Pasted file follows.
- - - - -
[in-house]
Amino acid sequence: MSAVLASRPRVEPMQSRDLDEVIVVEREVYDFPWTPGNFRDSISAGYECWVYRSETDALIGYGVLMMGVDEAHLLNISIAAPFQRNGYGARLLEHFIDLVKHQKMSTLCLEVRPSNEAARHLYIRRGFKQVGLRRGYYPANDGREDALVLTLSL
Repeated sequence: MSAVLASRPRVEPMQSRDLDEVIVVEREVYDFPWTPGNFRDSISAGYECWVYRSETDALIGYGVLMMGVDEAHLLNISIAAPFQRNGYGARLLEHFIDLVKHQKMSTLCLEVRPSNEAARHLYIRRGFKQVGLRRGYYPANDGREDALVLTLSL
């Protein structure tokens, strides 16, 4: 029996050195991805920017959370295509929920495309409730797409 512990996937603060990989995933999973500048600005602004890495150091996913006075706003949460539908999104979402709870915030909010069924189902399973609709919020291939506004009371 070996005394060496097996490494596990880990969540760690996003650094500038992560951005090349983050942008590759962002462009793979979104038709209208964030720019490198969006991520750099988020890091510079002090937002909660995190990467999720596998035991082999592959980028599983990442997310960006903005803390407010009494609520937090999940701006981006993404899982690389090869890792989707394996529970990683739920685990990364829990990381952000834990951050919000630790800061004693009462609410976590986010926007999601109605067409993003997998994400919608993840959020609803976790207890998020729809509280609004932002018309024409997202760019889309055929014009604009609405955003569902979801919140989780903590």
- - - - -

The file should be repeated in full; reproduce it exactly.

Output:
[in-house]
Amino acid sequence: MSAVLASRPRVEPMQSRDLDEVIVVEREVYDFPWTPGNFRDSISAGYECWVYRSETDALIGYGVLMMGVDEAHLLNISIAAPFQRNGYGARLLEHFIDLVKHQKMSTLCLEVRPSNEAARHLYIRRGFKQVGLRRGYYPANDGREDALVLTLSL
Repeated sequence: MSAVLASRPRVEPMQSRDLDEVIVVEREVYDFPWTPGNFRDSISAGYECWVYRSETDALIGYGVLMMGVDEAHLLNISIAAPFQRNGYGARLLEHFIDLVKHQKMSTLCLEVRPSNEAARHLYIRRGFKQVGLRRGYYPANDGREDALVLTLSL
């Protein structure tokens, strides 16, 4: 029996050195991805920017959370295509929920495309409730797409 512990996937603060990989995933999973500048600005602004890495150091996913006075706003949460539908999104979402709870915030909010069924189902399973609709919020291939506004009371 070996005394060496097996490494596990880990969540760690996003650094500038992560951005090349983050942008590759962002462009793979979104038709209208964030720019490198969006991520750099988020890091510079002090937002909660995190990467999720596998035991082999592959980028599983990442997310960006903005803390407010009494609520937090999940701006981006993404899982690389090869890792989707394996529970990683739920685990990364829990990381952000834990951050919000630790800061004693009462609410976590986010926007999601109605067409993003997998994400919608993840959020609803976790207890998020729809509280609004932002018309024409997202760019889309055929014009604009609405955003569902979801919140989780903590």